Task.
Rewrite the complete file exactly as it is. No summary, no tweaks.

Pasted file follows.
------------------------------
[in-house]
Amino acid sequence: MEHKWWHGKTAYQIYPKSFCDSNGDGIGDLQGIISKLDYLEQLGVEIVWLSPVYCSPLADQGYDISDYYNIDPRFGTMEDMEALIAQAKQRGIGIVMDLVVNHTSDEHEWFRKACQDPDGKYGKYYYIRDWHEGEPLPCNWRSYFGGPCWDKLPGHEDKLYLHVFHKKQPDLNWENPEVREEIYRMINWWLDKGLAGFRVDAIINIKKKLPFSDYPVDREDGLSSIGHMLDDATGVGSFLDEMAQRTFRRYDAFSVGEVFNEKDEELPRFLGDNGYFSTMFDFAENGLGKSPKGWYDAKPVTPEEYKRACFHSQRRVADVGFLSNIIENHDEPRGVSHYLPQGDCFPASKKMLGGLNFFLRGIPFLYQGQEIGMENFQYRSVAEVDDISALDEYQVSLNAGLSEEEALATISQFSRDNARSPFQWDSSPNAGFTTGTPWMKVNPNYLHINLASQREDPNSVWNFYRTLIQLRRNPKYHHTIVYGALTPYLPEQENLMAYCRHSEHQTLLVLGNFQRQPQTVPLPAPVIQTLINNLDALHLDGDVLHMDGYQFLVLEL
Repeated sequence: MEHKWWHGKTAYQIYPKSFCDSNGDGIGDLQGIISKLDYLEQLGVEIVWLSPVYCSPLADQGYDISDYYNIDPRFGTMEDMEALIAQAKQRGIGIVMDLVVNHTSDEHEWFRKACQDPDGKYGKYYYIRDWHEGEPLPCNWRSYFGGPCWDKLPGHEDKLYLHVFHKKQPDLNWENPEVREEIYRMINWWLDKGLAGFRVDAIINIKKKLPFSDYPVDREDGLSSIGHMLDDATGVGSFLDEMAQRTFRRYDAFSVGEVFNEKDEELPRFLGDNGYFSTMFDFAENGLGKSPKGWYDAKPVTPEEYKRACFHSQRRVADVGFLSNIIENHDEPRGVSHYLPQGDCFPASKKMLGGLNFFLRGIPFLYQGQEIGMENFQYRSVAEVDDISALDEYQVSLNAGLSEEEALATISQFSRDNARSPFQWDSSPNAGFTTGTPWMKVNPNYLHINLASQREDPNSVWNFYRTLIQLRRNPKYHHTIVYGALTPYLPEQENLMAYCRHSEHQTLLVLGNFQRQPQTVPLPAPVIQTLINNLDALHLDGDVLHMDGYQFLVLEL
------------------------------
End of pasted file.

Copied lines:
[in-house]
Amino acid sequence: MEHKWWHGKTAYQIYPKSFCDSNGDGIGDLQGIISKLDYLEQLGVEIVWLSPVYCSPLADQGYDISDYYNIDPRFGTMEDMEALIAQAKQRGIGIVMDLVVNHTSDEHEWFRKACQDPDGKYGKYYYIRDWHEGEPLPCNWRSYFGGPCWDKLPGHEDKLYLHVFHKKQPDLNWENPEVREEIYRMINWWLDKGLAGFRVDAIINIKKKLPFSDYPVDREDGLSSIGHMLDDATGVGSFLDEMAQRTFRRYDAFSVGEVFNEKDEELPRFLGDNGYFSTMFDFAENGLGKSPKGWYDAKPVTPEEYKRACFHSQRRVADVGFLSNIIENHDEPRGVSHYLPQGDCFPASKKMLGGLNFFLRGIPFLYQGQEIGMENFQYRSVAEVDDISALDEYQVSLNAGLSEEEALATISQFSRDNARSPFQWDSSPNAGFTTGTPWMKVNPNYLHINLASQREDPNSVWNFYRTLIQLRRNPKYHHTIVYGALTPYLPEQENLMAYCRHSEHQTLLVLGNFQRQPQTVPLPAPVIQTLINNLDALHLDGDVLHMDGYQFLVLEL
Repeated sequence: MEHKWWHGKTAYQIYPKSFCDSNGDGIGDLQGIISKLDYLEQLGVEIVWLSPVYCSPLADQGYDISDYYNIDPRFGTMEDMEALIAQAKQRGIGIVMDLVVNHTSDEHEWFRKACQDPDGKYGKYYYIRDWHEGEPLPCNWRSYFGGPCWDKLPGHEDKLYLHVFHKKQPDLNWENPEVREEIYRMINWWLDKGLAGFRVDAIINIKKKLPFSDYPVDREDGLSSIGHMLDDATGVGSFLDEMAQRTFRRYDAFSVGEVFNEKDEELPRFLGDNGYFSTMFDFAENGLGKSPKGWYDAKPVTPEEYKRACFHSQRRVADVGFLSNIIENHDEPRGVSHYLPQGDCFPASKKMLGGLNFFLRGIPFLYQGQEIGMENFQYRSVAEVDDISALDEYQVSLNAGLSEEEALATISQFSRDNARSPFQWDSSPNAGFTTGTPWMKVNPNYLHINLASQREDPNSVWNFYRTLIQLRRNPKYHHTIVYGALTPYLPEQENLMAYCRHSEHQTLLVLGNFQRQPQTVPLPAPVIQTLINNLDALHLDGDVLHMDGYQFLVLEL